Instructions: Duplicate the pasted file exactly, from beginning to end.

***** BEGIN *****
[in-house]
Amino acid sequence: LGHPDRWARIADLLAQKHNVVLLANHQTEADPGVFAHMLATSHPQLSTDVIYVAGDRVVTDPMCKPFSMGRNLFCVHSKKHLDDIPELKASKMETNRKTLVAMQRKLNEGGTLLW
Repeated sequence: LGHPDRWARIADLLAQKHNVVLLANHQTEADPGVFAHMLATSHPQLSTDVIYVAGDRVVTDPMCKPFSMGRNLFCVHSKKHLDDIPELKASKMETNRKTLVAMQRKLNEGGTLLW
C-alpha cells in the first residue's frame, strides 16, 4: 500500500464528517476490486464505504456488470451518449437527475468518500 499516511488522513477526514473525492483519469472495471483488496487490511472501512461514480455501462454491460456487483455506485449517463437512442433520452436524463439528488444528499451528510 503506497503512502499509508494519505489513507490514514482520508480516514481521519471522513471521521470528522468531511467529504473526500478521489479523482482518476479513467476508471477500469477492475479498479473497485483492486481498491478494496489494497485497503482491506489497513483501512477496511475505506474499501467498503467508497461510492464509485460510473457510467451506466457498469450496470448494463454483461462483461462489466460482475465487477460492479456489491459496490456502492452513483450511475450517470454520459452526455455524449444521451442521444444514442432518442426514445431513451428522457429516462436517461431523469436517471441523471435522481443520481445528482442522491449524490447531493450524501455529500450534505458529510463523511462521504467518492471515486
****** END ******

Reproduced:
[in-house]
Amino acid sequence: LGHPDRWARIADLLAQKHNVVLLANHQTEADPGVFAHMLATSHPQLSTDVIYVAGDRVVTDPMCKPFSMGRNLFCVHSKKHLDDIPELKASKMETNRKTLVAMQRKLNEGGTLLW
Repeated sequence: LGHPDRWARIADLLAQKHNVVLLANHQTEADPGVFAHMLATSHPQLSTDVIYVAGDRVVTDPMCKPFSMGRNLFCVHSKKHLDDIPELKASKMETNRKTLVAMQRKLNEGGTLLW
C-alpha cells in the first residue's frame, strides 16, 4: 500500500464528517476490486464505504456488470451518449437527475468518500 499516511488522513477526514473525492483519469472495471483488496487490511472501512461514480455501462454491460456487483455506485449517463437512442433520452436524463439528488444528499451528510 503506497503512502499509508494519505489513507490514514482520508480516514481521519471522513471521521470528522468531511467529504473526500478521489479523482482518476479513467476508471477500469477492475479498479473497485483492486481498491478494496489494497485497503482491506489497513483501512477496511475505506474499501467498503467508497461510492464509485460510473457510467451506466457498469450496470448494463454483461462483461462489466460482475465487477460492479456489491459496490456502492452513483450511475450517470454520459452526455455524449444521451442521444444514442432518442426514445431513451428522457429516462436517461431523469436517471441523471435522481443520481445528482442522491449524490447531493450524501455529500450534505458529510463523511462521504467518492471515486